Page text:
Seymour Salmonid Society is a non-profit organization that operates the Seymour River Fish Hatchery and Education Centre. We enhance salmon populations and encourage proper management of fisheries in the Seymour River. Our mission is to educate the public about the value of the Seymour River and the salmonids it supports as a resource for everyone living in British Columbia.
SPAWNING CHUM ON THE SEYMOUR
Last week we did our last seine on the year on the lower river. We were lucky to get 30 pair of chum. We did an egg take on the beach and then took the eggs and milt to the hatchery to fertilize. The fry will be released in early spring.
DON’T MISS THIS FILM PREMIERE!
“Giants Among Us – Rick Hansen and the Great White Sturgeon” is a film with a strong message of conservation and environmental awareness. Celebrate Canada’s birthday by following the incredible lifespan of a 150 year old Sturgeon in the Fraser River. Rick Hansen will be in attendance and speak as part of the introduction. World Rivers Day founder Mark Angelo will also speak.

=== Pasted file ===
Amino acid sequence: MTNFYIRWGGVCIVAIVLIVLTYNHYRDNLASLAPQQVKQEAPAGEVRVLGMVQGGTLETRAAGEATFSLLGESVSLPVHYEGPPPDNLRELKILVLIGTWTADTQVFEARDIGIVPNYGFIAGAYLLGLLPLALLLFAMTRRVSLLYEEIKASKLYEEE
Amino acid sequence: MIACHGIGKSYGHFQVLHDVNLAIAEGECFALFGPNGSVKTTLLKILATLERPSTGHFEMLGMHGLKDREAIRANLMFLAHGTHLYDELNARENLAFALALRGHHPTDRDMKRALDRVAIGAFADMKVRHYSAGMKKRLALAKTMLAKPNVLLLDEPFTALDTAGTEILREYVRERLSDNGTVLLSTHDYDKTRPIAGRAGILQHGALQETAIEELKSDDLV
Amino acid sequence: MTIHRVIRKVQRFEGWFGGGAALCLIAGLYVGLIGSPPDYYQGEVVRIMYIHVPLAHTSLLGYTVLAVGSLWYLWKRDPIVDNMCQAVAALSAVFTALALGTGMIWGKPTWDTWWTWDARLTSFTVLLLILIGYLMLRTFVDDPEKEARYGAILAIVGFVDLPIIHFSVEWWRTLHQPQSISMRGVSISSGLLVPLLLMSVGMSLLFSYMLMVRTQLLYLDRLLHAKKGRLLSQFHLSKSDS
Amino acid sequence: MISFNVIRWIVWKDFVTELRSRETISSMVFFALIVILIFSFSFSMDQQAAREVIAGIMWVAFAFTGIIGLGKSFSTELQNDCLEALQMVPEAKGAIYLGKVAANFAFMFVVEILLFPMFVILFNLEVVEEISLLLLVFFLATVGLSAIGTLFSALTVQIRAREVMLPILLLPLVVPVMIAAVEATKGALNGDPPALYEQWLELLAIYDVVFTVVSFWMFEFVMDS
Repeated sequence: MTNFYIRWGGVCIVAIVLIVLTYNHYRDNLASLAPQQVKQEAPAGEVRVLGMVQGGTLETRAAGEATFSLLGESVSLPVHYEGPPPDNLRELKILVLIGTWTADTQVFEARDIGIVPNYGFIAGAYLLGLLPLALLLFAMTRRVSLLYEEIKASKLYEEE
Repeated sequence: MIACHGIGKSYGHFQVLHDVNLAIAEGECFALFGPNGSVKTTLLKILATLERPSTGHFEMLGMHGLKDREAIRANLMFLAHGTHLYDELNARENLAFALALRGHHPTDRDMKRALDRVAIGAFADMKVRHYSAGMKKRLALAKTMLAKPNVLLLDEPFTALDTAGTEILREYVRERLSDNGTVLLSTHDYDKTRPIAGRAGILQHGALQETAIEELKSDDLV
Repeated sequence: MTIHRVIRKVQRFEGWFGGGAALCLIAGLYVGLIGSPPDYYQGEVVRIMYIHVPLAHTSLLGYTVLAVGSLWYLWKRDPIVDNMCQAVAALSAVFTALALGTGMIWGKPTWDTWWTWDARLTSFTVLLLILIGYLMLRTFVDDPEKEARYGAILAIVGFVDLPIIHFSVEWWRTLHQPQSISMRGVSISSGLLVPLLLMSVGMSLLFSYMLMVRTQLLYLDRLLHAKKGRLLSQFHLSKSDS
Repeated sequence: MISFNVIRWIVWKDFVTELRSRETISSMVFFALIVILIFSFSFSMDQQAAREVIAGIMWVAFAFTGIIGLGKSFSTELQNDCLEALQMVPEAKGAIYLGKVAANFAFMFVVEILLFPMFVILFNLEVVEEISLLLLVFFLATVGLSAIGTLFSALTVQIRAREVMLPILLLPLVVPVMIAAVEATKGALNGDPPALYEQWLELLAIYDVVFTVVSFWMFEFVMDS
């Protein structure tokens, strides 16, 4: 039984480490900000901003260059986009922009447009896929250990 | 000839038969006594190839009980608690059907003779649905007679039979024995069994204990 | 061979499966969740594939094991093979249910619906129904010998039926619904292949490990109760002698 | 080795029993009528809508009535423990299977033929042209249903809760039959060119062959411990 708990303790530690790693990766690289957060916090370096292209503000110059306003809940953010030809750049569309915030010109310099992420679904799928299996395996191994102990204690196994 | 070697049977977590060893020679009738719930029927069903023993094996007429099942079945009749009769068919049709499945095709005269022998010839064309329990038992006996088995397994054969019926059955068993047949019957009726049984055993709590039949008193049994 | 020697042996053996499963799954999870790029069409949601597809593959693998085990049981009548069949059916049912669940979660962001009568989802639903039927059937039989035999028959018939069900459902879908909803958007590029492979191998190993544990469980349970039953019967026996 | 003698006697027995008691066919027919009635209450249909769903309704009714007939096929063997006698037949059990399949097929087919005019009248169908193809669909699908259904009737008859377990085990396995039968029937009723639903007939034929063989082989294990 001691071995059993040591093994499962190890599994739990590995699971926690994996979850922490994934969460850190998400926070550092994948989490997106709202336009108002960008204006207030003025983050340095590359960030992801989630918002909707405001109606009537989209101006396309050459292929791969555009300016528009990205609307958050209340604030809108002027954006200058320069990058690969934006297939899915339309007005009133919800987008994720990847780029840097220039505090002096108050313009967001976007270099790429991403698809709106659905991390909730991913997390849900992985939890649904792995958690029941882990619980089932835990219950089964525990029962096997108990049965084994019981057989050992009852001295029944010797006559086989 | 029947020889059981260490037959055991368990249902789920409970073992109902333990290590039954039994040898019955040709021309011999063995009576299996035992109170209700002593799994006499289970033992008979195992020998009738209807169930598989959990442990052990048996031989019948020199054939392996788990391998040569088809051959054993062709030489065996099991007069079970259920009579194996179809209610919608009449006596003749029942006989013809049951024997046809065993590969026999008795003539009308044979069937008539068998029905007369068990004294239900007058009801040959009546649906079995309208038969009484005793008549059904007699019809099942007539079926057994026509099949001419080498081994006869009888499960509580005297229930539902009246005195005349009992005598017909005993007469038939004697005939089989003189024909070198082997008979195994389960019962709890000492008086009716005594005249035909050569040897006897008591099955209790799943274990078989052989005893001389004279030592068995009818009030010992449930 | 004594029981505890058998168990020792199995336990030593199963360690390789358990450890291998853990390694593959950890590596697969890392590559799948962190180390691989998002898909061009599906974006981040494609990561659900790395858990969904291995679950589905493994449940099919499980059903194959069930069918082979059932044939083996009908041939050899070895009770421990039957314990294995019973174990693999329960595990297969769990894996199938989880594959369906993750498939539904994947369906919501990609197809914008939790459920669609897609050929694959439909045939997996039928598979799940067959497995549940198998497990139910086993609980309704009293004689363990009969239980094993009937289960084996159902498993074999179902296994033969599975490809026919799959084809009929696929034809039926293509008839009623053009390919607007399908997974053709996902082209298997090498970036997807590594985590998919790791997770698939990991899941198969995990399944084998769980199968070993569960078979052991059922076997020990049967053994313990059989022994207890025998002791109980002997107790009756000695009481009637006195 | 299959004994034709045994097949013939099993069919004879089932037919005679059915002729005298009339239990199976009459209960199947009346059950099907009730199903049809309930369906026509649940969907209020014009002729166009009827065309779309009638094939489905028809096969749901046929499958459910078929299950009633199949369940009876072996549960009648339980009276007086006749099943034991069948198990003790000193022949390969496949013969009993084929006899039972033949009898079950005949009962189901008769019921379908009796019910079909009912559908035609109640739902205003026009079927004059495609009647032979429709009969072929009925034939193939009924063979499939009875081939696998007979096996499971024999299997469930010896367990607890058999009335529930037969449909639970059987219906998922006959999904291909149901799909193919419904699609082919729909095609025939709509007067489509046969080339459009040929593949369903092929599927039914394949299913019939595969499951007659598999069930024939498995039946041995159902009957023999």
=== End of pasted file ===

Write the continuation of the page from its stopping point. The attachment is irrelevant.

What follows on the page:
On June 5th and 6th, 2017 the Seymour Hatchery with help from DFO, released 44,000 coho smolts into the lower Seymour River. Watch the video of the coho leaving the truck and entering the river.
video credit: C. Rawlinson
RADIO TAGGING PROGRAM
The Seymour River radio tagging program started today. Tiny radio tags have to be surgically implanted in the coho smolts. The Rockslide monitoring program will help us determine if outgoing juveniles can survivemigration through the slide area. The program will continue over several years.
LOOKING BACK ON 2016
To our members and supporters:
Looking back at 2016, it’s been a challenging yet successful year for the Seymour Salmonid Society.